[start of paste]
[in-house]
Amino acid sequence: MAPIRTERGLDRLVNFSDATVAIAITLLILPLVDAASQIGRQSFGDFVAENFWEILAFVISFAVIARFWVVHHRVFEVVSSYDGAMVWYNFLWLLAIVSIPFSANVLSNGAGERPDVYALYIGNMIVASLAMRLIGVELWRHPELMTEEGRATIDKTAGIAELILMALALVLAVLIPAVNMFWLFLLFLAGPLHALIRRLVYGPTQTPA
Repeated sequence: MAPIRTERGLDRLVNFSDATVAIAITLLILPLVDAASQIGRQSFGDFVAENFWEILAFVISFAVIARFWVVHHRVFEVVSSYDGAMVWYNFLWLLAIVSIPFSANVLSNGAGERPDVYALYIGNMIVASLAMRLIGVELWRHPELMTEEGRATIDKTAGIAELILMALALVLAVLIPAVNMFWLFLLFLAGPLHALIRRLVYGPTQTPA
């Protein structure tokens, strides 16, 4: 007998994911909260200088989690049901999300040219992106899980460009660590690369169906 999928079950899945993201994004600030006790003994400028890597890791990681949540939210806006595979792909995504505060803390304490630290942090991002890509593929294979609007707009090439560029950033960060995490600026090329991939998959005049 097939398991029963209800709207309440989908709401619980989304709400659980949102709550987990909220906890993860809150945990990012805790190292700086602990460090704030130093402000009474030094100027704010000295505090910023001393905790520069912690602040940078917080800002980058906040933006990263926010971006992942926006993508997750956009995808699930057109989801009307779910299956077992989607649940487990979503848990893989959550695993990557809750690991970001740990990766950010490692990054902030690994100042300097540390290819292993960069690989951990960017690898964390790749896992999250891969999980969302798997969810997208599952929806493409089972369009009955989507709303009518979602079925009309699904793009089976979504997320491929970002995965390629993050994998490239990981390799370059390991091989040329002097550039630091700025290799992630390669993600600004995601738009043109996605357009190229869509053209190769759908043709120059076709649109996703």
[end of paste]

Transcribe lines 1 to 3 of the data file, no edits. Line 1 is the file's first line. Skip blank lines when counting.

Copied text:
[in-house]
Amino acid sequence: MAPIRTERGLDRLVNFSDATVAIAITLLILPLVDAASQIGRQSFGDFVAENFWEILAFVISFAVIARFWVVHHRVFEVVSSYDGAMVWYNFLWLLAIVSIPFSANVLSNGAGERPDVYALYIGNMIVASLAMRLIGVELWRHPELMTEEGRATIDKTAGIAELILMALALVLAVLIPAVNMFWLFLLFLAGPLHALIRRLVYGPTQTPA
Repeated sequence: MAPIRTERGLDRLVNFSDATVAIAITLLILPLVDAASQIGRQSFGDFVAENFWEILAFVISFAVIARFWVVHHRVFEVVSSYDGAMVWYNFLWLLAIVSIPFSANVLSNGAGERPDVYALYIGNMIVASLAMRLIGVELWRHPELMTEEGRATIDKTAGIAELILMALALVLAVLIPAVNMFWLFLLFLAGPLHALIRRLVYGPTQTPA